New Wizard of Oz movie

Will it be a prequel or sequel?

Prequel, I think. If I remember the trailer, it was about Oz, not Dorothy.

Here we go.

As far as I can see, it’s taking quite a lot from the books (even if it does have the first part in black and white). Notice the shot of the living china doll? That was in the novel The Wonderful Wizard Of Oz. They could never have pulled it off onscreen in 1939.

Looks like a rather neat premise.

It’s a prequel. It’s about how the Wizard became a magician* and found his way to the land of Oz.

*He’s not really a wizard (he’s a humbug). In the books, he does just enough tricks to keep everyone (in Oz) thinking he’s wizard, then he keeps himself holed up in his throne room so that can’t see what he really is. Back in Nebraska (I think that’s where he was from) he was just side show in a carnival doing magic tricks. At some point he got himself a hot air balloon and found himself in Oz. I get the feeling the movie will end there, but I think it’s going to take a lot of liberties on it way. Shouldn’t be too big of a deal though. Baum wasn’t really a stickler for consistency to begin with. He wrote what he liked, what he thought the kids would like, what worked well and wasn’t to concerned with how it meshed with previously written materials.

One detail from the books I hope they keep in is his full name–Oscar Zoroaster Phadrig Isaac Norman Henkel Emmanuel Ambroise Diggs. (You’ll notice it spells out OZ PINHEAD; understandably, he just called himself Oz.) His first and middle initials were on the balloon that swept him to Oz; when the people of Oz saw it, they were convinced that he was a great wizard and the leader the land had been looking for.

The only problem this might have with the general public is that its accounts of the Land of Oz and the Wizard’s and Witches’ origins contrast with Wicked, both the novel and musical, which has become canon in many Ozophiles’ minds.

Where was the china doll in the book? I can’t remember it. Off the top of my head, the only dolls I remember where Ozma of Oz when the Nome king turned everyone into ornaments. But I don’t think anyone was a China Doll and nothing was broken.

Yup, in the first one. They meet the China dolls briefly after they killed the with and are looking for Glenda to send Dorothy home. One thing that stands out is there was the jester of the China dolls, who would always stand on his head and do tricks. The dolls can be put back together if they break but they would always have the scars. The jester’s face was full of scars.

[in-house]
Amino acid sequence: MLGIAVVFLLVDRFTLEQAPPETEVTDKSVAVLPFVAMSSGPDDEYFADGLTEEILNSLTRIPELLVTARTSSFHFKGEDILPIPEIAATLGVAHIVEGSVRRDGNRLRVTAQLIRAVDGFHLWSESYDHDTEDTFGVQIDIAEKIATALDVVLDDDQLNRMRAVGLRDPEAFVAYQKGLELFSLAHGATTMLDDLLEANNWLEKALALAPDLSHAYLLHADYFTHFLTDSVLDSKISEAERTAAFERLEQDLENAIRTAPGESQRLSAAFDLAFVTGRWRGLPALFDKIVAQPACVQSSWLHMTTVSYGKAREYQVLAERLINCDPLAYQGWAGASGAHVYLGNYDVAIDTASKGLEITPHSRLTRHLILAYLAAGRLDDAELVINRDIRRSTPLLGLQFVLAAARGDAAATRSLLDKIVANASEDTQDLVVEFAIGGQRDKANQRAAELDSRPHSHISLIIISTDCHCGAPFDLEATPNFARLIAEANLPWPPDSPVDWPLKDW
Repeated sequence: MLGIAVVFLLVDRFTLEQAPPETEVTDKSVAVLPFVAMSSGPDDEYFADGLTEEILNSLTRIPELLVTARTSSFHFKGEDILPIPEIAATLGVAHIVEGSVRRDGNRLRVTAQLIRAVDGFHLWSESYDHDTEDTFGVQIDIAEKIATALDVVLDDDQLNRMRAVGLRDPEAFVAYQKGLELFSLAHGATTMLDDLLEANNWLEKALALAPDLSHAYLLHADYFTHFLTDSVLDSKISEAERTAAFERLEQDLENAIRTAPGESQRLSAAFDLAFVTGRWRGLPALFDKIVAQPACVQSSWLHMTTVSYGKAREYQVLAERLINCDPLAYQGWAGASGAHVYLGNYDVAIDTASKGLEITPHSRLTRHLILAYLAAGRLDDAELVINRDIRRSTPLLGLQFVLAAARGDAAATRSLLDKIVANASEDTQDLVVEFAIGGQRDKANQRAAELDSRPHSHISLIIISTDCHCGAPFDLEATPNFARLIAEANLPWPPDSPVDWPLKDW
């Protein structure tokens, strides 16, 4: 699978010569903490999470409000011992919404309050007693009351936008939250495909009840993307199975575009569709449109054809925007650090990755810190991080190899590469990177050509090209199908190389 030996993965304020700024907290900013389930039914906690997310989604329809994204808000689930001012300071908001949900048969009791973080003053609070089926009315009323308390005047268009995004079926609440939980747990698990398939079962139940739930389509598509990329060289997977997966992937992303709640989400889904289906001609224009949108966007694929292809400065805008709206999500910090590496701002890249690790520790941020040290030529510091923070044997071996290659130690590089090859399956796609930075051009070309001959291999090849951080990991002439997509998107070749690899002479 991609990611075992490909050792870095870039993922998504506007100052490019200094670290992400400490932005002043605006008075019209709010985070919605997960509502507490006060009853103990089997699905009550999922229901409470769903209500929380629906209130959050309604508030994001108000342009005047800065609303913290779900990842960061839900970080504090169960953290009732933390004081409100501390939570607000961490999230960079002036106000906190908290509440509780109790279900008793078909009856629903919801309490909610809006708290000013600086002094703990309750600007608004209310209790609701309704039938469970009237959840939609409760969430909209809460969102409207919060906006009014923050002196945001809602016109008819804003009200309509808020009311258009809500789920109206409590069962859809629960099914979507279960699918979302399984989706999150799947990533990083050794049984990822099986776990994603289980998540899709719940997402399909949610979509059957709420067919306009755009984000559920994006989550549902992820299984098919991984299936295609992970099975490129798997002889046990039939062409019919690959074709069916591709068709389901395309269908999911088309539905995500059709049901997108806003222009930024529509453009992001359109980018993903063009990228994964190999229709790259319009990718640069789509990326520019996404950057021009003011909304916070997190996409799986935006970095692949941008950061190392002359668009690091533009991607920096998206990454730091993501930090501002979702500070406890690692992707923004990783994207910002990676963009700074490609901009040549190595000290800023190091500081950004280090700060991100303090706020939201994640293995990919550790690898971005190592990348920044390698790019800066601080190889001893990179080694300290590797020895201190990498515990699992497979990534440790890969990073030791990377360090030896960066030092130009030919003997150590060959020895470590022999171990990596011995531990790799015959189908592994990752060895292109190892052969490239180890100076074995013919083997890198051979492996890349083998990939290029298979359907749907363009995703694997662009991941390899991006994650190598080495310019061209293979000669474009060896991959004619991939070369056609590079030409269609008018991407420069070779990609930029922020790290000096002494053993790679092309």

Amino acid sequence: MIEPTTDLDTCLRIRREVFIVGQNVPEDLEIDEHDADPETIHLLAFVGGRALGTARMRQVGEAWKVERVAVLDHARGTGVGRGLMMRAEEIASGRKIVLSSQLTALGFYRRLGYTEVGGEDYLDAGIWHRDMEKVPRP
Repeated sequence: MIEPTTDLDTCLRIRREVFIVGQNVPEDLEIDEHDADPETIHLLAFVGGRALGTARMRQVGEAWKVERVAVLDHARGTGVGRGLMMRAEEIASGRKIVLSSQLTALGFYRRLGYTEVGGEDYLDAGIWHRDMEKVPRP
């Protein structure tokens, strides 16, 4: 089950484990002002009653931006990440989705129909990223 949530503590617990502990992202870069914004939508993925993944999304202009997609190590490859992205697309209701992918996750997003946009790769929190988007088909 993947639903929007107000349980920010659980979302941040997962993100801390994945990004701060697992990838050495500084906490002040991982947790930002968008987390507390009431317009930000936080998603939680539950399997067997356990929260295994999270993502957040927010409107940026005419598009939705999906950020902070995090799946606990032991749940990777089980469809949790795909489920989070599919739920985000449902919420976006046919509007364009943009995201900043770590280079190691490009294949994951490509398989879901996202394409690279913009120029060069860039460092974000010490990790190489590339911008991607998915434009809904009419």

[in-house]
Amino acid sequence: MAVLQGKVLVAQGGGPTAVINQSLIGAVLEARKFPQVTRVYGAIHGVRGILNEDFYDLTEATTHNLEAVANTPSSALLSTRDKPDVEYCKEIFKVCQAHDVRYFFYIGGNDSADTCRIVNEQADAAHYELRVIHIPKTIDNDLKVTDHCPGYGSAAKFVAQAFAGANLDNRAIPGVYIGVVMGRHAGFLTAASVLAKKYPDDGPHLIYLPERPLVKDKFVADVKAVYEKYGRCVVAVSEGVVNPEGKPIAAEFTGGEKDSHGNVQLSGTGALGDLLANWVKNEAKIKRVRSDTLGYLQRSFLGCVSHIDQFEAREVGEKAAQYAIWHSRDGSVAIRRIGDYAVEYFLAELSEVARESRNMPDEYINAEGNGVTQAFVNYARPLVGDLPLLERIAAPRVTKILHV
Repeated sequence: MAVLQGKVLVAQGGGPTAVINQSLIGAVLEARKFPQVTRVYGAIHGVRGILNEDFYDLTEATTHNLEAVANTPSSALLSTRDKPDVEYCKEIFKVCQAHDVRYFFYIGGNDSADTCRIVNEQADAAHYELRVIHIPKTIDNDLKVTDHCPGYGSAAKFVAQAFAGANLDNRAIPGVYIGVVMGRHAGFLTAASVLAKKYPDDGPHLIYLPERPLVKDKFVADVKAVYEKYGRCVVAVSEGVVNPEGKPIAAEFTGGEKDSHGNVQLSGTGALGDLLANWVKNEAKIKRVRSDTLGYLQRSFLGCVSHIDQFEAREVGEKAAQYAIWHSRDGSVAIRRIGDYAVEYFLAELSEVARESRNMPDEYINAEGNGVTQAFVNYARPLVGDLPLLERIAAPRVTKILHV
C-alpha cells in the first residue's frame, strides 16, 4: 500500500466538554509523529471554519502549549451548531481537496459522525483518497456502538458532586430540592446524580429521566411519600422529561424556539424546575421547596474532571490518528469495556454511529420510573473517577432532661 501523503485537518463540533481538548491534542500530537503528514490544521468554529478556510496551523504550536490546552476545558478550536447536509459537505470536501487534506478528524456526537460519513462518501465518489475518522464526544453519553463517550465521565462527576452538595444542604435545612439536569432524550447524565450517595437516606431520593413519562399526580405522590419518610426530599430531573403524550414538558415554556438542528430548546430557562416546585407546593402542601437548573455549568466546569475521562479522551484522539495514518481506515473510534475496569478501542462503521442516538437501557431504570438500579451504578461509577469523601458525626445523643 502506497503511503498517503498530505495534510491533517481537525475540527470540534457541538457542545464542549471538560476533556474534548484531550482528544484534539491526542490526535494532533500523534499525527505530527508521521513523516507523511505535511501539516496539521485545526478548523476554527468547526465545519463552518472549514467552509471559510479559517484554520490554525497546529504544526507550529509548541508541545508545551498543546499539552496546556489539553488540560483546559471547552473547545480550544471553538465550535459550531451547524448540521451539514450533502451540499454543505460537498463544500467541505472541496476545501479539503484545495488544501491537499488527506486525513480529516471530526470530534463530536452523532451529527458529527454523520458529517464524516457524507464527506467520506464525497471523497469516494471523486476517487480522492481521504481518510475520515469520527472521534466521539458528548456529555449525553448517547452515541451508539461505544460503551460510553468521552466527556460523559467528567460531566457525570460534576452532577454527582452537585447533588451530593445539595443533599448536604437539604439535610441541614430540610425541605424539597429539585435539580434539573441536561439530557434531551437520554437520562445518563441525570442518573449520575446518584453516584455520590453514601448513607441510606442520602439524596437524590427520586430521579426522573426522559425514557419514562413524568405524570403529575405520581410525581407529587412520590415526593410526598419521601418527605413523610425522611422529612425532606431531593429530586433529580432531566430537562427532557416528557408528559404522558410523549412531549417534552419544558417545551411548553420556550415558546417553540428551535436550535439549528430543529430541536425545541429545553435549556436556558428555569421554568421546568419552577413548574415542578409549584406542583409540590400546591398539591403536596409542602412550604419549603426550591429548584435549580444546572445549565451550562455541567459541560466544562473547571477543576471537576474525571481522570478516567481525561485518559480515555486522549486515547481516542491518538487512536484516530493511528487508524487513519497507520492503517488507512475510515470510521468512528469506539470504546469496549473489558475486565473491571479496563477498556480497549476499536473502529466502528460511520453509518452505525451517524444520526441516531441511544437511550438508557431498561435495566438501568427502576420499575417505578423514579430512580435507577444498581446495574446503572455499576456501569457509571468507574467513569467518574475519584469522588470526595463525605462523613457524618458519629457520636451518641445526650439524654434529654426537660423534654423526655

The China Country came in after the Wizard had departed in his balloon and the Emerald City-ites suggested that Dorothy travel south and ask Glinda for help. (Yes, in the book the Witch of the North and Glinda, the Witch of the South, were different people entirely. Combining the two for the movie gave us the plot hole of “why didn’t Glinda just tell Dorothy what the shoes could do from the get-go?” and led to all those jokes about how Glinda was the real villain.)

Anyway, Dorothy and her friends, while heading south to Glinda’s country, scale a wall to land on terrain made of solid porcelain china. The small houses they come across and the people and animals who live there are also made of china. They accidentally break off a cow’s leg, causing her milkmaid to gripe about the trouble of getting her mended. A china princess explains to them how the China Country works–the people and buildings are quite fragile, and although the people can be mended once broken, the cracks can often be seen. She points out the resident clown, Mr. Joker, who’s all cracks from his habit of standing on his head and doing somersaults. Dorothy wants to take the princess home to stand on Aunt Em’s parlor shelf, but the princess explains that if any of their people is taken out of the China Country, they’d freeze in place and be no more than inanimate figurines.

I always thought that was a neat and imaginative little side trip. I rather wish they HAD been able to pull it off in 1939, and I’m glad it’s getting a representation in this new movie.

That sounds vaguely familiar. I’m actually in the middle of reading it for the second time (to my daughter this time, so it’s taking a looong time), but I still don’t totally recall it. Of course, one big difference between the book and the movie is that huge things from the movie (like the Wicked Witch of the West or the ‘Evil’ winged monkeys) might only be a few pages long in the book. In the book each chapter (which is only a few pages long) is a totally new adventure.

Now, I’ve never seen Wicked, I really don’t know what it’s about at all, I have no idea if this movie will draw from it at all, but I’d suggest that anyone who goes to see the movie, read The Wonderful Wizard of Oz. It’s free from Amazon on a Kindle, if you don’t have an E-Reader you can get it in HTML format from Project Gutenberg. I think it’s something like 150 pages and it’s the type of book that I think a ‘strong/fast’ reader could probably blast through in a few hours. I consider myself a slow reader and even I could probably knock it out in a week doing just a few chapters a night. My sister always tells me about when she had to read it in 5th (or thereabout) grade and the class was surprised when the teacher sent them home with instructions to read the first 60 pages in two days. She didn’t realize that it would only take about an hour to do that.
IOW, it’s an easy book to read and it’s actually a really good book. You’ll be surprised at how different it is from the movie.

I remember that totally throwing me. I read that section a bunch of times before I realized that the first Witch we meet in the movie isn’t the same as the first witch we meet in the book.

Ahhhh, I totally remember now.
IIRC, that section had the wall at the end that they had a hard time climbing because it was made of china and to slick to scale.